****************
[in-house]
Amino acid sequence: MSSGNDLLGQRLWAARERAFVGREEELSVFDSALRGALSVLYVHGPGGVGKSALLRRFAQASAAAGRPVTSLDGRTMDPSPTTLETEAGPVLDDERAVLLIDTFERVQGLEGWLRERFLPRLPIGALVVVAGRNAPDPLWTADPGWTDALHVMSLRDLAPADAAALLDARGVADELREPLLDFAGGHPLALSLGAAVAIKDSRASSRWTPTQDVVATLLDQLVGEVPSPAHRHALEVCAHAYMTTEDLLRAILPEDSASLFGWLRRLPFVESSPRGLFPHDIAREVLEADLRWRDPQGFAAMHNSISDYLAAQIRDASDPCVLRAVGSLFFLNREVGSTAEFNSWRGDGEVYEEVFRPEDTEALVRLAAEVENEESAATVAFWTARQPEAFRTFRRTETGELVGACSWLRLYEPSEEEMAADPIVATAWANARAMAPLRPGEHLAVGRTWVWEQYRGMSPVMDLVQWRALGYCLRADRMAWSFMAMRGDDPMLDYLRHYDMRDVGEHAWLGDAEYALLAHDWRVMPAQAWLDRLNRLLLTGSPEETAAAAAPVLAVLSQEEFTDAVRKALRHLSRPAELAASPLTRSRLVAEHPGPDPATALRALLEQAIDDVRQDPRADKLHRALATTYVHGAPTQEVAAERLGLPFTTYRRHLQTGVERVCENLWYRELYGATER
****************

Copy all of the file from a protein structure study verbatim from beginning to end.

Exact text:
[in-house]
Amino acid sequence: MSSGNDLLGQRLWAARERAFVGREEELSVFDSALRGALSVLYVHGPGGVGKSALLRRFAQASAAAGRPVTSLDGRTMDPSPTTLETEAGPVLDDERAVLLIDTFERVQGLEGWLRERFLPRLPIGALVVVAGRNAPDPLWTADPGWTDALHVMSLRDLAPADAAALLDARGVADELREPLLDFAGGHPLALSLGAAVAIKDSRASSRWTPTQDVVATLLDQLVGEVPSPAHRHALEVCAHAYMTTEDLLRAILPEDSASLFGWLRRLPFVESSPRGLFPHDIAREVLEADLRWRDPQGFAAMHNSISDYLAAQIRDASDPCVLRAVGSLFFLNREVGSTAEFNSWRGDGEVYEEVFRPEDTEALVRLAAEVENEESAATVAFWTARQPEAFRTFRRTETGELVGACSWLRLYEPSEEEMAADPIVATAWANARAMAPLRPGEHLAVGRTWVWEQYRGMSPVMDLVQWRALGYCLRADRMAWSFMAMRGDDPMLDYLRHYDMRDVGEHAWLGDAEYALLAHDWRVMPAQAWLDRLNRLLLTGSPEETAAAAAPVLAVLSQEEFTDAVRKALRHLSRPAELAASPLTRSRLVAEHPGPDPATALRALLEQAIDDVRQDPRADKLHRALATTYVHGAPTQEVAAERLGLPFTTYRRHLQTGVERVCENLWYRELYGATER